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Seattle Surgical Technician Advances 26 Year Career With New Degree

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(credit: Thinkstock)

(credit: Thinkstock)

white space4 Seattle Surgical Technician Advances 26 Year Career With New Degree

screen shot 2013 01 30 at 9 56 17 am Seattle Surgical Technician Advances 26 Year Career With New Degree

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screen shot 2013 01 30 at 9 56 17 am Seattle Surgical Technician Advances 26 Year Career With New Degree

white space5 Seattle Surgical Technician Advances 26 Year Career With New Degree

Nursing is projected to be one of the fastest growing occupations in the United States. For nurses in the Seattle area, local degree programs give candidates a competitive edge. According to the U.S. Bureau of Labor Statistics, job growth for registered nurses (RN) will increase by 26 percent by 2020, with similar increases anticipated for licensed vocational nurses (LVN) and licensed practical nurses (LPN). Currently, there are more than 2.7 million nurses in practice nationwide. With competition growing in Seattle and beyond, nursing degrees provide job candidates with both practical training and a competitive edge.

Registered Nurse Deidre Dalisky (photo courtesy of Deidre Dalisky)

Registered Nurse Deidre Dalisky (photo courtesy of Deidre Dalisky)

After working for 26 years as a labor and delivery surgical tech, Deidre Dalisky wanted to move forward in her career. Dalisky enrolled in Bellevue College’s associates of nursing program. In 2005, she graduated with an associate’s degree in nursing, which made her eligible to take her state boards to become an RN.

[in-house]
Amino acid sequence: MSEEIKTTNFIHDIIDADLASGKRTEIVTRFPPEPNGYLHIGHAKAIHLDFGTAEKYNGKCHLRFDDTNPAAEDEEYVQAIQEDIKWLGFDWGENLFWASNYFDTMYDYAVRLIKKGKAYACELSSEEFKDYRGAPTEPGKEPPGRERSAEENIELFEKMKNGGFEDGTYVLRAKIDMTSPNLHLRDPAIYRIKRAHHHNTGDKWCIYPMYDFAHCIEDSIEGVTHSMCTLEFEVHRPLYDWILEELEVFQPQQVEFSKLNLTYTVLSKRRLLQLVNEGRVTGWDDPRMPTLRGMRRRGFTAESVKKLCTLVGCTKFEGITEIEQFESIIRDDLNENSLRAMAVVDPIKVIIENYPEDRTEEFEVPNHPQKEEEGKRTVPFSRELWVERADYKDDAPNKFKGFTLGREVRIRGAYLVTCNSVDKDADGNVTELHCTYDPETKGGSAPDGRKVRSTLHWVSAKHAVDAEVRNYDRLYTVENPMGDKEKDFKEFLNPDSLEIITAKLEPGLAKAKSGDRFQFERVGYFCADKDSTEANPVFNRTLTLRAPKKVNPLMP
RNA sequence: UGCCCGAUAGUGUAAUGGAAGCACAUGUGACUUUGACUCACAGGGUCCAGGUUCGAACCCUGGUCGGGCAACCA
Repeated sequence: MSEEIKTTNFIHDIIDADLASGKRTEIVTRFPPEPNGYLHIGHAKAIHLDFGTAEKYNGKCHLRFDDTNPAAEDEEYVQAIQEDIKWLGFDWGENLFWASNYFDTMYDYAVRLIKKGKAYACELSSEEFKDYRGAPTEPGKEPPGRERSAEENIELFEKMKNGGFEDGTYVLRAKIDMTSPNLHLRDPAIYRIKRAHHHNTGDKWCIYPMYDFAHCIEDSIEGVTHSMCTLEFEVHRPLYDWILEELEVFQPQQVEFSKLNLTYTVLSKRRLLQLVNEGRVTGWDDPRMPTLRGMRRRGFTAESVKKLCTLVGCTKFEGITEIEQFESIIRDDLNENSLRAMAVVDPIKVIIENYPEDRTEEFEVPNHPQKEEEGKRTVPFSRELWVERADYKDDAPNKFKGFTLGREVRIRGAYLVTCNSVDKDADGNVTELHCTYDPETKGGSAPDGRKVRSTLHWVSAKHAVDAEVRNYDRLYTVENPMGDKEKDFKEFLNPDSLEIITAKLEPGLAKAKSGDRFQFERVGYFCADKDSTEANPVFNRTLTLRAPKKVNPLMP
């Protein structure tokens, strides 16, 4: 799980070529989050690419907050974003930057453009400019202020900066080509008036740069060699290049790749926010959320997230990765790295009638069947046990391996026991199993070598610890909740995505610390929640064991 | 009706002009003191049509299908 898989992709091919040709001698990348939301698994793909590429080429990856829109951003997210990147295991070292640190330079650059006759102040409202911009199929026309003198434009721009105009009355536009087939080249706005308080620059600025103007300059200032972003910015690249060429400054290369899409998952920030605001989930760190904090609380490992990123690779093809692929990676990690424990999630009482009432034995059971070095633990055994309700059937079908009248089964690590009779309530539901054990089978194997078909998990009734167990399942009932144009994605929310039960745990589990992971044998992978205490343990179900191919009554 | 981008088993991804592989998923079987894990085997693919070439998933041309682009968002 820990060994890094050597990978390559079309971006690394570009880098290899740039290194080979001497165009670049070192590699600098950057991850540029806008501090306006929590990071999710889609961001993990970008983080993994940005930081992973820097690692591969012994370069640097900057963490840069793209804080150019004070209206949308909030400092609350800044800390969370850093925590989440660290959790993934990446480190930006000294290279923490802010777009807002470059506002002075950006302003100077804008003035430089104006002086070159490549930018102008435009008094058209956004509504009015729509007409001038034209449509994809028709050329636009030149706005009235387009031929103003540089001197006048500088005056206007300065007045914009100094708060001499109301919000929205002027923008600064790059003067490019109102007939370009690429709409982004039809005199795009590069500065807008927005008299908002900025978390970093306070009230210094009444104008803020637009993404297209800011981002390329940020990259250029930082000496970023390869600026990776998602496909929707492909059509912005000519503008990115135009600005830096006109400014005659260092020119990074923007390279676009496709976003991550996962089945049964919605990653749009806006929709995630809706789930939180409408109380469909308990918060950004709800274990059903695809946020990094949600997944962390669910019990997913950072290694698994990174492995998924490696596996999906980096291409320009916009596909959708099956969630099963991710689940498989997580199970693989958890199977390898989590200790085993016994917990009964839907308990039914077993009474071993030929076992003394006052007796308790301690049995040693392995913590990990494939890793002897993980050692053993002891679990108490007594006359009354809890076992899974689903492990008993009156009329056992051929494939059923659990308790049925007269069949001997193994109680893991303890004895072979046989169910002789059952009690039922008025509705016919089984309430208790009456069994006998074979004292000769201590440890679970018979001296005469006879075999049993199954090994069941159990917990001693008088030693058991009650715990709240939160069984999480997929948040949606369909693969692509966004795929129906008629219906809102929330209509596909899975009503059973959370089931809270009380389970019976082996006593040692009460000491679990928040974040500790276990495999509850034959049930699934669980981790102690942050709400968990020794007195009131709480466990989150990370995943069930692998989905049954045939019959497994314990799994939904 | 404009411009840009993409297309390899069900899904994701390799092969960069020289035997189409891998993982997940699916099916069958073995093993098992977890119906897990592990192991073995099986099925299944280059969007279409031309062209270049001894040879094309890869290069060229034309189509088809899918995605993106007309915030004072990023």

“I began my nursing career as a labor and delivery surgical tech at Swedish Hospital in 1979,” Dalisky explained. “I started working the night shift when my first son was 10 months old.”

After raising four sons, Dalisky was ready to become an RN.

“I received my certification in my specialty, and now I’m a staff nurse in labor and delivery,” she stated.

“The program provided a lot of nursing theory paired with visiting clinical sites. I learned a lot. I couldn’t have become a staff RN without going to school.”

Continuing education is also an important part of Dalisky’s career as a nurse.

“I have to complete 45 hours of obstetrics-related continuing education for my obstetrics certification every year. The state of Washington doesn’t have continuing education requirements at this time, but it plans to have them in place by 2015. I can do a lot of my continuing education online and I’m reimbursed by my employer.”

In addition to her role at Swedish Hospital, Dalisky also works one day per week at Northwest Women’s Health Care located near Swedish Hospital in Seattle.

“I have a really interesting position there. It’s an OB/GYN office. I get to do my patients’ original OB intake and then I help them all the way through the process. Physically, it’s a very hard job, but it’s also very rewarding.”

Dalisky encourages potential students to follow a similar educational path.

“If you’re thinking about heading to school – or heading back to school – you should go for it. Being an RN is the kind of job that you can take anywhere in the country. It’s difficult to get into nursing school, but it’s very much worth it because it’s great to have a job where you’re happy to go there in the morning. I just love my job.”

Dalisky added, “To be a part of someone’s most special day of their life is really rewarding.”

Tracy Campion is a freelance writer covering all things Seattle. Her work can be found on Examiner.com.

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